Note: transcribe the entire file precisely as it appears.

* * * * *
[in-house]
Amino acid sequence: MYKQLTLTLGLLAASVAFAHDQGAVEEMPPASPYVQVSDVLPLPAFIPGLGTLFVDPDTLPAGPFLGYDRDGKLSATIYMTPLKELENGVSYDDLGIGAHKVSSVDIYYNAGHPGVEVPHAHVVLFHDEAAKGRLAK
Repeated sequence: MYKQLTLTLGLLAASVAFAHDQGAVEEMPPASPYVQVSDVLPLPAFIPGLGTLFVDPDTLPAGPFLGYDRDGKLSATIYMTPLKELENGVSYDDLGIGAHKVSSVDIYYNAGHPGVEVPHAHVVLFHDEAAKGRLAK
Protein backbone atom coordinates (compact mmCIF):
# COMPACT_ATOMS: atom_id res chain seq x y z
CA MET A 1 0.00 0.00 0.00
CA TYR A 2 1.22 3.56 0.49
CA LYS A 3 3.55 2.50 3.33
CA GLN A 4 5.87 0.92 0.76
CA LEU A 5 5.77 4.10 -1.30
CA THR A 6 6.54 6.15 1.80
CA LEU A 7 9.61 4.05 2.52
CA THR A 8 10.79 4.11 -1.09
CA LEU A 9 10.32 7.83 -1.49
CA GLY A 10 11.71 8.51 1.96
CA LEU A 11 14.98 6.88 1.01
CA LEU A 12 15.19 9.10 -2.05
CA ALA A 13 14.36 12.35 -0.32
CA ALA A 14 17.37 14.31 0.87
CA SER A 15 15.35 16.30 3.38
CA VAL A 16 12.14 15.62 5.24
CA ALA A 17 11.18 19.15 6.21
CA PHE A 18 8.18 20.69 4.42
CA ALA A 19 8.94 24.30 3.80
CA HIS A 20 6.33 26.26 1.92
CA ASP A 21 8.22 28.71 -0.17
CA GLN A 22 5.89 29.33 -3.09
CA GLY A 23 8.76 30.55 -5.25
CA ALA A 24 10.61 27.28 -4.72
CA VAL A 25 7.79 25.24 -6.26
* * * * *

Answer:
[in-house]
Amino acid sequence: MYKQLTLTLGLLAASVAFAHDQGAVEEMPPASPYVQVSDVLPLPAFIPGLGTLFVDPDTLPAGPFLGYDRDGKLSATIYMTPLKELENGVSYDDLGIGAHKVSSVDIYYNAGHPGVEVPHAHVVLFHDEAAKGRLAK
Repeated sequence: MYKQLTLTLGLLAASVAFAHDQGAVEEMPPASPYVQVSDVLPLPAFIPGLGTLFVDPDTLPAGPFLGYDRDGKLSATIYMTPLKELENGVSYDDLGIGAHKVSSVDIYYNAGHPGVEVPHAHVVLFHDEAAKGRLAK
Protein backbone atom coordinates (compact mmCIF):
# COMPACT_ATOMS: atom_id res chain seq x y z
CA MET A 1 0.00 0.00 0.00
CA TYR A 2 1.22 3.56 0.49
CA LYS A 3 3.55 2.50 3.33
CA GLN A 4 5.87 0.92 0.76
CA LEU A 5 5.77 4.10 -1.30
CA THR A 6 6.54 6.15 1.80
CA LEU A 7 9.61 4.05 2.52
CA THR A 8 10.79 4.11 -1.09
CA LEU A 9 10.32 7.83 -1.49
CA GLY A 10 11.71 8.51 1.96
CA LEU A 11 14.98 6.88 1.01
CA LEU A 12 15.19 9.10 -2.05
CA ALA A 13 14.36 12.35 -0.32
CA ALA A 14 17.37 14.31 0.87
CA SER A 15 15.35 16.30 3.38
CA VAL A 16 12.14 15.62 5.24
CA ALA A 17 11.18 19.15 6.21
CA PHE A 18 8.18 20.69 4.42
CA ALA A 19 8.94 24.30 3.80
CA HIS A 20 6.33 26.26 1.92
CA ASP A 21 8.22 28.71 -0.17
CA GLN A 22 5.89 29.33 -3.09
CA GLY A 23 8.76 30.55 -5.25
CA ALA A 24 10.61 27.28 -4.72
CA VAL A 25 7.79 25.24 -6.26